You know how everybody has that one cause that hits really close to home for them? This is it for me. I lost my cousin Kim in the Spring of 2008, when she was just 30 years old. The culprit? Breast Cancer. Help me fight this disease -learn more about Breast Cancer Awareness, and the American Cancer Society.
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It's no secret that I love The Walking Dead. Okay, I'll admit it. I'm obsessed. But you can't judge me until you've watched it...and if you've watched it, you're probably just as obsessed as I am. Andrew Lincoln gave us some VERY juicy gossip about what will go down this Sunday night in the Season 3 finale...and let me tell you, It. Sounds. AWESOME. Here are some of the details from this month's issue of Rolling Stone: (WARNING: Spoilers ahead!!)
As the show closes in on the Season Three finale, two camps of survivors – one in a prison led by Rick Grimes, a small-town cop; the other in a walled town ruled over by a sly sociopath known as the Governor – are seemingly on a path toward all-out war. "We have two ghettoized communities fighting for their lives," says David Morrissey, the actor who plays the Governor. "If only they could join forces, but egos are not allowing them to."
Grimes, who is played by the show's star, Andrew Lincoln, has spent the better part of the season going bats*** crazy, chasing visions of his dead, adulterous wife. In recent weeks, though, he has emerged from his PTSD haze to guide a band of misfits through the challenges of end-times survival, a not entirely unwelcome development for Lincoln himself. "It's nice to be ass-kicking again," he says. "Rick is a leader. He needs to be in action, saving people."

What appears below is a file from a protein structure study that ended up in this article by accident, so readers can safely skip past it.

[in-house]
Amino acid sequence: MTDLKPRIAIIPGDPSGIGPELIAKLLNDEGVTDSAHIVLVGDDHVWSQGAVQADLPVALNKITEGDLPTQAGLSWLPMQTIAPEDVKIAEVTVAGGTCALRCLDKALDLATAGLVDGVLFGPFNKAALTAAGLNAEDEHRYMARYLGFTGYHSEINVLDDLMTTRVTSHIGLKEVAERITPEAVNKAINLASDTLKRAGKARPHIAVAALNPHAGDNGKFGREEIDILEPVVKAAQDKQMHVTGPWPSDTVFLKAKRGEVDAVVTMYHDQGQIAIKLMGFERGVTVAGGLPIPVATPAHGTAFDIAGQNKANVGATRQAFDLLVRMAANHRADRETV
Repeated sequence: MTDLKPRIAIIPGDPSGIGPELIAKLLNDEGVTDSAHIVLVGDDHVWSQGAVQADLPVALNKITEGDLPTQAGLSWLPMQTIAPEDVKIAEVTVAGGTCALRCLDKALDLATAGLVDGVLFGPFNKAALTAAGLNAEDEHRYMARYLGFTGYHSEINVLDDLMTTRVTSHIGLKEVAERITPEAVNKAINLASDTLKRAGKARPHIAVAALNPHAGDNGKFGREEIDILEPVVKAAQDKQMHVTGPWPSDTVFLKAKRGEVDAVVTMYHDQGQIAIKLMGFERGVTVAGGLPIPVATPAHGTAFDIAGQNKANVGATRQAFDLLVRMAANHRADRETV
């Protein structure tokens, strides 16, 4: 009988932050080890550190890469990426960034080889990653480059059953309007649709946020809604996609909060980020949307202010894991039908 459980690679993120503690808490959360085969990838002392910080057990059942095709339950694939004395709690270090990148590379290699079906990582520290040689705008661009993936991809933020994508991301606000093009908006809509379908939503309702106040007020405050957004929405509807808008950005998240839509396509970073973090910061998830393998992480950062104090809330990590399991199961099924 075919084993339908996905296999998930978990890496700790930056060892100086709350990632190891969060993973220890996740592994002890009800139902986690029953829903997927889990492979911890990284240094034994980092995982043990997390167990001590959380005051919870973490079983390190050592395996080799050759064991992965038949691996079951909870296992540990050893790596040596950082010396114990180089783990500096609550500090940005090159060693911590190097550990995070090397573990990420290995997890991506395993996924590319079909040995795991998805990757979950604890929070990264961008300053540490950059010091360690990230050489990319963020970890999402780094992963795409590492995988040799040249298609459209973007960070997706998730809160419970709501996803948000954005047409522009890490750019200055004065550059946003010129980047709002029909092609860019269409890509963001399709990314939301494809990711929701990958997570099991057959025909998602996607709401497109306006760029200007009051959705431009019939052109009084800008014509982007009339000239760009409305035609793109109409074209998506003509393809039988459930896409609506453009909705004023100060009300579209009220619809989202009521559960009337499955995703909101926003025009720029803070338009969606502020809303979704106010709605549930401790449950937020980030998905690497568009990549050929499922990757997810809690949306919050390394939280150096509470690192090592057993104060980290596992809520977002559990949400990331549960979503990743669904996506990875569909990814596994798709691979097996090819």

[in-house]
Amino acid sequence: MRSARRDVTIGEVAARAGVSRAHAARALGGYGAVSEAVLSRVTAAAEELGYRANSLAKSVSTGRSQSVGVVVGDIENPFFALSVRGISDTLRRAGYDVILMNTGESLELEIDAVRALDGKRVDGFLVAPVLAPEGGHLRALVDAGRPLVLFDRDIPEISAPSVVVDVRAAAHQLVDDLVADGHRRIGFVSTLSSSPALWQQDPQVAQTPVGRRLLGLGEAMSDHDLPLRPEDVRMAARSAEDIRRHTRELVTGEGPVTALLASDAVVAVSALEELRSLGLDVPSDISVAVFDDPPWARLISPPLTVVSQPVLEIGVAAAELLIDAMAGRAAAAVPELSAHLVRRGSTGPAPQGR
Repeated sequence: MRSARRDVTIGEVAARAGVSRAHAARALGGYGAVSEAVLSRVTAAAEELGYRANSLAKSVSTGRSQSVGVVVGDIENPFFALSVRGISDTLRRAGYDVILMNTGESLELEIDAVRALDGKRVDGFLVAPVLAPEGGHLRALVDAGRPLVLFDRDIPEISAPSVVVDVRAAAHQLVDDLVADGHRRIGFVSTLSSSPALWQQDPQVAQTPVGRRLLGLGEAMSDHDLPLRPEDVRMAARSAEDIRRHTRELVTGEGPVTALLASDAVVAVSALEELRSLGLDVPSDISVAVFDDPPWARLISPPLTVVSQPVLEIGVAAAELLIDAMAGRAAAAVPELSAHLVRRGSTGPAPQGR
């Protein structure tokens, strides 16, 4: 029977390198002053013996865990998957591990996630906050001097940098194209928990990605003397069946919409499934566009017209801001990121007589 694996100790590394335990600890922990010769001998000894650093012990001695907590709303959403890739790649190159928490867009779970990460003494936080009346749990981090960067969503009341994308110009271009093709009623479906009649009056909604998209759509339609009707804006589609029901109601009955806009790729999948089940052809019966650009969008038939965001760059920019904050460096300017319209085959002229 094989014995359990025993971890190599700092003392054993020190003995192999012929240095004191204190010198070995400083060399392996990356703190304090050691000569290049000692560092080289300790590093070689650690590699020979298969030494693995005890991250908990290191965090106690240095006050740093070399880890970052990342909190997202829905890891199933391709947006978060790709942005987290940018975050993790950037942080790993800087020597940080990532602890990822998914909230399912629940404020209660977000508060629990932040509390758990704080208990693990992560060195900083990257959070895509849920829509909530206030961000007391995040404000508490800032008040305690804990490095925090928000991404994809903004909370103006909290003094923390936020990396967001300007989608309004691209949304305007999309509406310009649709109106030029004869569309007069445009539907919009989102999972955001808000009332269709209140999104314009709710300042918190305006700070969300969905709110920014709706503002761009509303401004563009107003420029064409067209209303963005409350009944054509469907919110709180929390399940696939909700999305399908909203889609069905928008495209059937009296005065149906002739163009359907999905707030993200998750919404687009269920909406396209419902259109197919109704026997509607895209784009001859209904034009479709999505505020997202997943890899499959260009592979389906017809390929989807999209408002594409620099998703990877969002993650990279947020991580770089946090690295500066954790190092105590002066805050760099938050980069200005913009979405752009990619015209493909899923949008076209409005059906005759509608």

According to Robert Kirkman, a writer and executive producer on the show, who also writes the graphic novels upon which it is based, the remainder of the season will continue at the breathless pace that it has built to so far. "The episodes are all about ramping up the conflict between the Governor and Rick," he says. "It's about finding out where allegiances lie. There are a few surprises in store as to who is going to be doing what on which side. Those reveals are going to be startling."
For the season finale, Lincoln promises, there will be blood. "Twenty-seven people die," he says. "It's safe to say it is all hands to pumps. It's a crazy season finale." It's a good bet that among those 27 casualties will be some central figures in the cast. Part of The Walking Dead's mojo is its willingness to dispatch even its most beloved characters. "The reality is nobody is safe," says Morrissey. "But that's the ticket we bought." Next season, Kirkman says, viewers should expect changes. "We're not going to slow things down, but if I had a criticism of Season Three, it would be that we didn't focus on character development," he says. "We're going to try to step it up a notch in that department." He points to Clear, one of the most well-received episodes this year, which focused on a road trip by Grimes, his son, Carl, and the samurai-sword-wielding warrior Micchone, as a template for the coming shifts in tone: 'We're going to focus on fewer characters per episode." Not coincidentally, Clear was written by new showrunner Gimple. Lincoln has had some discussions about where his character will go from here, but as he puts it, "I can't disclose any of them because they will kill me."